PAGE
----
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N Engl J Med. 2019 Mar 28;380(13):1226-1234. doi: 10.1056/NEJMoa1811714.

Overall Survival with Fulvestrant plus Anastrozole in Metastatic Breast Cancer.

Author information

1
From the Chao Family Comprehensive Cancer Center, University of California Irvine Medical Center, Orange (R.S.M.); the SWOG Statistics and Data Management Center (W.E.B., D.L.L.) and Seattle Cancer Care Alliance and University of Washington Medical Center (J.R.G., H.H.L.) - both in Seattle; Loyola University Chicago Stritch School of Medicine, Maywood, IL (K.S.A.); London Health Sciences Centre and the National Cancer Institute of Canada Clinical Trials Group, London, ON, Canada (T.A.V.); the Cancer Center of Kansas and Wichita National Cancer Institute Community Oncology Research Program (NCORP), Wichita (S.R.D.); Kaiser Permanente NCORP, Portland, OR (N.R.T.); the University of Michigan, Ann Arbor (D.F.H.); the University of Arizona Cancer Center, Tucson (R.B.L.); and the University of Texas M.D. Anderson Cancer Center, Houston (G.N.H.).

Abstract

BACKGROUND:

We previously reported prolonged progression-free survival and marginally prolonged overall survival among postmenopausal patients with hormone receptor-positive metastatic breast cancer who had been randomly assigned to receive the aromatase inhibitor anastrozole plus the selective estrogen-receptor down-regulator fulvestrant, as compared with anastrozole alone, as first-line therapy. We now report final survival outcomes.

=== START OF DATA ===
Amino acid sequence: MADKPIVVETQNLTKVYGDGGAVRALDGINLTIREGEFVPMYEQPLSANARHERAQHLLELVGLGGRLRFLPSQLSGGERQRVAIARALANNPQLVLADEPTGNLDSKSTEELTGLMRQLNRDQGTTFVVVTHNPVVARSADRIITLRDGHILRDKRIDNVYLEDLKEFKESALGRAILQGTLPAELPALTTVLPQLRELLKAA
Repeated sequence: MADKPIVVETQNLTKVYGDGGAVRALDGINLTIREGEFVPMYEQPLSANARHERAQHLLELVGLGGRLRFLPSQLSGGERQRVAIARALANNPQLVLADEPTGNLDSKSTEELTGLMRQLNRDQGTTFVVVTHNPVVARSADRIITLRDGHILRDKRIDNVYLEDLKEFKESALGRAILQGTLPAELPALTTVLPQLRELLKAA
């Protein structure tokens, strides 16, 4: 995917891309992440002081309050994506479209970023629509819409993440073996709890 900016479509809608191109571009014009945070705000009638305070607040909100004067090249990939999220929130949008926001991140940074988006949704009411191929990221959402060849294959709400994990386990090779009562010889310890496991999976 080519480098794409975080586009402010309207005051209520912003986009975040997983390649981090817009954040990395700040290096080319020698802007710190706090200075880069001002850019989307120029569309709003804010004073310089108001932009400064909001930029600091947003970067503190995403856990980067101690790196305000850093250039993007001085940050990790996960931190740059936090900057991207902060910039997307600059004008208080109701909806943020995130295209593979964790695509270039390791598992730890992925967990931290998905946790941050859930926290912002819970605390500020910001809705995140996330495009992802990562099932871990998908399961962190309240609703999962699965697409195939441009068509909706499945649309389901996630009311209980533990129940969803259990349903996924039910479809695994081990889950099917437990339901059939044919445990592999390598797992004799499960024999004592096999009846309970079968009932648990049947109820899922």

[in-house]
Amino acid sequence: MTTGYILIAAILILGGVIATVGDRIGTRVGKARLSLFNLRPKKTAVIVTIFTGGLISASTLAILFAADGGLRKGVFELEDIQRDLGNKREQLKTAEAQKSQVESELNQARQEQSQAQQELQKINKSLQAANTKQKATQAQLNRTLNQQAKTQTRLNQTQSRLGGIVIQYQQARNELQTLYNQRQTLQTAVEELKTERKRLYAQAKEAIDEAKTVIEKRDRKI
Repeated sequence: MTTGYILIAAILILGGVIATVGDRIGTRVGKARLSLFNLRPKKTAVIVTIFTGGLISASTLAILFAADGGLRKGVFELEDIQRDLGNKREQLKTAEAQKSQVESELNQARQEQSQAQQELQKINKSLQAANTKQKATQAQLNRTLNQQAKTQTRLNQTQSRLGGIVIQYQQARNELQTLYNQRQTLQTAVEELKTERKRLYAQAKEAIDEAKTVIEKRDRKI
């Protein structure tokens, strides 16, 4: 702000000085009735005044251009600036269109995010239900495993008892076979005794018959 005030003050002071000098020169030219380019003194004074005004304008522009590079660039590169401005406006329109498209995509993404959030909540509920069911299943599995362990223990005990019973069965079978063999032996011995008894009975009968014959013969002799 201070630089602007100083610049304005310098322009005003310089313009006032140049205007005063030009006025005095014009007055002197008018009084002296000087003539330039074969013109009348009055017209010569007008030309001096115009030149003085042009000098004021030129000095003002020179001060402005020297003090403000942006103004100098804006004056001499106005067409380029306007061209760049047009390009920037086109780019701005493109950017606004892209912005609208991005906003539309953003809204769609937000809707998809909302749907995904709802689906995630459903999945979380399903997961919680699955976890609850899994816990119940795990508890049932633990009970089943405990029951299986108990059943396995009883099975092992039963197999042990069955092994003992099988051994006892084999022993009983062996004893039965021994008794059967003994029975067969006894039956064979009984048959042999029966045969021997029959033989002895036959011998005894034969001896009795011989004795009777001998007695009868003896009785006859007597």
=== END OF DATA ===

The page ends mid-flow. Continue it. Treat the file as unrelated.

METHODS:

We randomly assigned patients to receive either anastrozole or fulvestrant plus anastrozole. Randomization was stratified according to adjuvant tamoxifen use. Analysis of survival was performed by means of two-sided stratified log-rank tests and Cox regression. Efficacy and safety were compared between the two groups, both overall and in subgroups.

RESULTS:

Of 707 patients who had undergone randomization, 694 had data available for analysis. The combination-therapy group had 247 deaths among 349 women (71%) and a median overall survival of 49.8 months, as compared with 261 deaths among 345 women (76%) and a median overall survival of 42.0 months in the anastrozole-alone group, a significant difference (hazard ratio for death, 0.82; 95% confidence interval [CI], 0.69 to 0.98; P = 0.03 by the log-rank test). In a subgroup analysis of the two strata, overall survival among women who had not received tamoxifen previously was longer with the combination therapy than with anastrozole alone (median, 52.2 months and 40.3 months, respectively; hazard ratio, 0.73; 95% CI, 0.58 to 0.92); among women who had received tamoxifen previously, overall survival was similar in the two groups (median, 48.2 months and 43.5 months, respectively; hazard ratio, 0.97; 95% CI, 0.74 to 1.27) (P = 0.09 for interaction). The incidence of long-term toxic effects of grade 3 to 5 was similar in the two groups. Approximately 45% of the patients in the anastrozole-alone group crossed over to receive fulvestrant.

CONCLUSIONS:

The addition of fulvestrant to anastrozole was associated with increased long-term survival as compared with anastrozole alone, despite substantial crossover to fulvestrant after progression during therapy with anastrozole alone. The results suggest that the benefit was particularly notable in patients without previous exposure to adjuvant endocrine therapy. (Funded by the National Cancer Institute and AstraZeneca; ClinicalTrials.gov number, NCT00075764.).

PMID:
30917258
DOI:
10.1056/NEJMoa1811714
[Indexed for MEDLINE]

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